Should parents meddle in their kids' classroom assignments?
When parents talk about their children's traits and the match they see with a particular teacher's instructional method, Charlson tries to accommodate them. This is part of valuing parents as partners in their children's education, she says.
What if a parent asks for her child to be in the same class as a friend? There's a narrower opening for such requests. "Best friends? We don't do that," Charlson said, "unless the children need that social interaction to support their education." And if a pair of friends mistreats other kids when they're together, the request should go nowhere, said Charlson and the other principals I talked to. In case you had any doubt, there is research to support this: "Although having friends is typically thought to be beneficial, having aggressive friends may negatively affect the adjustment of youth," write University of Missouri professor Amanda Rose and her colleagues in a 2004 article in the Journal of Experimental Child Psychology. Interestingly, Rose says that there's no consensus about whether bullies have fewer or poorer-quality friendships than other kids. Some studies show that their friendships offer similar levels of "companionship, help and guidance, conflict resolution, and conflict." Other research has found that the friendships of aggressive kids are less intimate and affectionate and involve greater power differences. But however these friendships serve the bullies themselves, they seem like a danger for other children. Everyone knows that two or three mean kids are harder to shrug off or stare down than one.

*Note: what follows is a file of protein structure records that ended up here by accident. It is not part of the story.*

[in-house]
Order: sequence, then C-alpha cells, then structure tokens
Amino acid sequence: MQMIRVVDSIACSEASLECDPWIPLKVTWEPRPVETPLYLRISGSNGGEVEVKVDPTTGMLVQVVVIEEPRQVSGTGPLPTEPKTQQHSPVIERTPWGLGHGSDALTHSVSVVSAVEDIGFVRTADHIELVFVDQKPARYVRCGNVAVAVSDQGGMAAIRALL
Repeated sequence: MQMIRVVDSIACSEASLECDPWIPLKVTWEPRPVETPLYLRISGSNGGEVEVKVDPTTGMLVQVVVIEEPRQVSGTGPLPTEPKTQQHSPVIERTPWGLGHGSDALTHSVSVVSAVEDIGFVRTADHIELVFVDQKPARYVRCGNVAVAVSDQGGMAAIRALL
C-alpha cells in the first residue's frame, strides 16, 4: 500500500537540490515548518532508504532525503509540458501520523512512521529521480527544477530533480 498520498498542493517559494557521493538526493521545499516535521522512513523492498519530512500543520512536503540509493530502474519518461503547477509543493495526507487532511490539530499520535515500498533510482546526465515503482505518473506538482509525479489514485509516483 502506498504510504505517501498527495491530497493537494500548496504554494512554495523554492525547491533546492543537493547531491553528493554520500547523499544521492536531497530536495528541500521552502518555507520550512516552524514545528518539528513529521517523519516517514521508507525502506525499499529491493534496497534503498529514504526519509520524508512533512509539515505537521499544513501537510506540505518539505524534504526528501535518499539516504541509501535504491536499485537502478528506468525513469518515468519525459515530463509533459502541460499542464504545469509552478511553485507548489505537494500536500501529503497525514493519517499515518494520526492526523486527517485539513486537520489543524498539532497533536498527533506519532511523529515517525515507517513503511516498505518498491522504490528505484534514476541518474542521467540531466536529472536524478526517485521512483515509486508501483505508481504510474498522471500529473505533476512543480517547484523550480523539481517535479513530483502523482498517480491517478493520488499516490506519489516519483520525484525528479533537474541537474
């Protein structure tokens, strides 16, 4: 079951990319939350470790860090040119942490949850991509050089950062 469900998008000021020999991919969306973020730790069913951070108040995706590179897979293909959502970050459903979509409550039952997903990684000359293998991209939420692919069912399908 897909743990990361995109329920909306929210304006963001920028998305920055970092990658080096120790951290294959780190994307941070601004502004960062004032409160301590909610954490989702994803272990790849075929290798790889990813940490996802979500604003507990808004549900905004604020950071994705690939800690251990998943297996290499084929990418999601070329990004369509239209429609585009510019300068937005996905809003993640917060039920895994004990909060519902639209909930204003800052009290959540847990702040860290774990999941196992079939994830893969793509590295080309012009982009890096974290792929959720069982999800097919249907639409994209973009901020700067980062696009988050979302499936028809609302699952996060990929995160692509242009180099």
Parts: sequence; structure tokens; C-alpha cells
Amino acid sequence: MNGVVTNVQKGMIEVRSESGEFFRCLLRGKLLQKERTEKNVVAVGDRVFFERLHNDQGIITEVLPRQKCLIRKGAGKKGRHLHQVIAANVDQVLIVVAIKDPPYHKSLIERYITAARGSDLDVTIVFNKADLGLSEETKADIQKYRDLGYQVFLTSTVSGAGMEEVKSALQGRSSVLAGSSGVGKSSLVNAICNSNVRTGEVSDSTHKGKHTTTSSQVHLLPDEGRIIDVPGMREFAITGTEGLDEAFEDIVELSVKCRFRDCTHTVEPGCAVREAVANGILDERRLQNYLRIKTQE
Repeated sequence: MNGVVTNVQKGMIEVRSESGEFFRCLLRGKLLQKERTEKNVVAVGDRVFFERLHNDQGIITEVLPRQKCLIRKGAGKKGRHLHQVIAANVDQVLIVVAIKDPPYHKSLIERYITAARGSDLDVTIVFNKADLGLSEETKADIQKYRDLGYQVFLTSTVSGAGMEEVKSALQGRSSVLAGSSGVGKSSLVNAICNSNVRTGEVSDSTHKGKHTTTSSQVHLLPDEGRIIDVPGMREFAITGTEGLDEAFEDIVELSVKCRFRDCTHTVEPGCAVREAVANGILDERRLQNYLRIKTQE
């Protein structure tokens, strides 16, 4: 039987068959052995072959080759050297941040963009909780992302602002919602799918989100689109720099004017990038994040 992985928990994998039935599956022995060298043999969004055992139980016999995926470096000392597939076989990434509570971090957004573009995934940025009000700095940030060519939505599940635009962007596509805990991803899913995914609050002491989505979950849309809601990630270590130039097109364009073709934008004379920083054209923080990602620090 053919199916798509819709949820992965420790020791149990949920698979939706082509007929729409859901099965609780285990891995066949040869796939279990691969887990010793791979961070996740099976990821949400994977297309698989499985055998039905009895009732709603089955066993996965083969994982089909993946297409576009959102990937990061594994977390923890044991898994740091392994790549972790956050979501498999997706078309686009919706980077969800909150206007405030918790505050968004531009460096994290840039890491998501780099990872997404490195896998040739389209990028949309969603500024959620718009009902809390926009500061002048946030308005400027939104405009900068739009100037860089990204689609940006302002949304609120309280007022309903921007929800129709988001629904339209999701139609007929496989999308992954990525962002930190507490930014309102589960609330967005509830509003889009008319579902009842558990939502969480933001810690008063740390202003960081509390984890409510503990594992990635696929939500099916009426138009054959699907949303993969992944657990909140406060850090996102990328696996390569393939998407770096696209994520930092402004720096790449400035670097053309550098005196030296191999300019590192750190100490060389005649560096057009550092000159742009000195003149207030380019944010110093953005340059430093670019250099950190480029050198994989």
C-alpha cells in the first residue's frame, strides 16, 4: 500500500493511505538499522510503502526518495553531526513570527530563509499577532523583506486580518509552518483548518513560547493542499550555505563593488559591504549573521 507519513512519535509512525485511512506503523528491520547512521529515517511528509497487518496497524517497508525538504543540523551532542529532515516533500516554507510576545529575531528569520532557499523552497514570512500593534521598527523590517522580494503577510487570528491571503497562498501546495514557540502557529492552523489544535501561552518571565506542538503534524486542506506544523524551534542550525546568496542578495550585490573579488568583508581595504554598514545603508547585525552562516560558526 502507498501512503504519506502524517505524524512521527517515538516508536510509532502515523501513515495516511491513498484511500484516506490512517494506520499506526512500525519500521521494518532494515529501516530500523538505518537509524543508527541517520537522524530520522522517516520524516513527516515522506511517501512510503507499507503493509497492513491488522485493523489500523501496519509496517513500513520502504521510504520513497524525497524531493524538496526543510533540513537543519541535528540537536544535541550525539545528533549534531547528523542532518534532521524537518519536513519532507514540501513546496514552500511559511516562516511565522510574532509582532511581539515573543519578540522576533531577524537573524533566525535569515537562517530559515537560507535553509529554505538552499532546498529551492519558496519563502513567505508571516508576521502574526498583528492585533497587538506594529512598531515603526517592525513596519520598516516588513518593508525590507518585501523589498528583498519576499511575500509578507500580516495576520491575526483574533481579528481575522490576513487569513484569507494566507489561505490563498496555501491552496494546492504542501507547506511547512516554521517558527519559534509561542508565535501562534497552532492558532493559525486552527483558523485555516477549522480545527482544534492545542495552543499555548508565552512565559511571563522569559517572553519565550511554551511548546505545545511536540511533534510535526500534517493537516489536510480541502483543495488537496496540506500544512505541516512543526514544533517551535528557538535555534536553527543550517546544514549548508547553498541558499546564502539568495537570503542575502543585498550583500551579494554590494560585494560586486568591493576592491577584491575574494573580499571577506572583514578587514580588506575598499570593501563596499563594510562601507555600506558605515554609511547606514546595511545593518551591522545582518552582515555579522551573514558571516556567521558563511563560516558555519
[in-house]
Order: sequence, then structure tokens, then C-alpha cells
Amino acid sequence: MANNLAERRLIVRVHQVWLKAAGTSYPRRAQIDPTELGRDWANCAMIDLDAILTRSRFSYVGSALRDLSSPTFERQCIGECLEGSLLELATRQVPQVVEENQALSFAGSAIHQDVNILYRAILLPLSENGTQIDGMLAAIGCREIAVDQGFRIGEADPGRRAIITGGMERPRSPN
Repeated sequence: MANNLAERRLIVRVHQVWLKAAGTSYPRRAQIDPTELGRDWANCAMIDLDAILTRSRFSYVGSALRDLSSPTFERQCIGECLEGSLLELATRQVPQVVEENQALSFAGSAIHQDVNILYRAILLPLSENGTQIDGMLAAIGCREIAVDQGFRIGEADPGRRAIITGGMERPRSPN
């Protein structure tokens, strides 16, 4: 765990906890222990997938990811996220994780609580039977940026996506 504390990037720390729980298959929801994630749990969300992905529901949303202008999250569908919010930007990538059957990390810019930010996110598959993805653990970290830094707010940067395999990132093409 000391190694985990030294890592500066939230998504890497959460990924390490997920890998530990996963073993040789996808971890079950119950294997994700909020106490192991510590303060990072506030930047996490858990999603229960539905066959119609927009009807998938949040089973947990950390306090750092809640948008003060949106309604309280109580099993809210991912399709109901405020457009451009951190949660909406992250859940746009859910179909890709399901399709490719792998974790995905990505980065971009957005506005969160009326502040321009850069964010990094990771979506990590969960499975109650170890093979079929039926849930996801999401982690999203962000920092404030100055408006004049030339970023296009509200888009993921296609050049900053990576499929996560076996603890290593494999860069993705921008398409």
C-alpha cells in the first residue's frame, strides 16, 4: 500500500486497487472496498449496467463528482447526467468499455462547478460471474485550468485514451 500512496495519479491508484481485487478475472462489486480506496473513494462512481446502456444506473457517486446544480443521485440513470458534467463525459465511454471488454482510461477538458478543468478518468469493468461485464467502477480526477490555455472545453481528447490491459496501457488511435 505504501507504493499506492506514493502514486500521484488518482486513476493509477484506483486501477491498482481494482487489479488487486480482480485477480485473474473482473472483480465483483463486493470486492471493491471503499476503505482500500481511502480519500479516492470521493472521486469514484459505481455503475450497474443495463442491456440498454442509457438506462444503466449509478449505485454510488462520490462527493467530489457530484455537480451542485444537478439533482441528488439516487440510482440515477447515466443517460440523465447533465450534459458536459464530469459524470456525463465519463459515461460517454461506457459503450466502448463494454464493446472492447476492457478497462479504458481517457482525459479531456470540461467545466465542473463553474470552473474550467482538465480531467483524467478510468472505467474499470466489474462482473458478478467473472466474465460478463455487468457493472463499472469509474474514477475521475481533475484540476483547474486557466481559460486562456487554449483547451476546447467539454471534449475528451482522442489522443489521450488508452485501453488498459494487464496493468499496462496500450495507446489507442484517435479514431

If two kids have a strong friendship that doesn't hurt the kids around them because they're nonexclusive and pull other children into their orbit, should schools let the friends move from grade to grade together? About this one I'm not a purist. We expect a lot of children to adjust to a new ecosystem every year. The mantra that they should start afresh each time by mixing with a new set of peers, rather than building on old attachments, has always seemed a bit much to me. I remember dreading each new year of elementary school, because my class list didn't include my closest friend of the year before. What if adults were told every September that they had to stop eating lunch or IM-ing with the colleagues they get along with best and must forge a whole new set of relationships? We wouldn't put up with it for a second.
And so I was sweating when I recently opened the letter with my older son's class list for this coming year. He and his close friend were together, as it turned out, and I took this as vote of confidence in the open, outward-looking nature of their relationship. Maybe it's a healthier friendship than mine were in elementary school. In any case, for this smooth start to the school year, I am grateful.
A version of this article also appears in DoubleX.
Emily Bazelon is a Slate senior editor and writes about law, family, and kids. Her forthcoming book, Sticks and Stones: Defeating the Culture of Bullying and Rediscovering the Power of Empathy and Character. Find her at firstname.lastname@example.org or on Facebook or Twitter.
Illustration by Mark Alan Stamaty.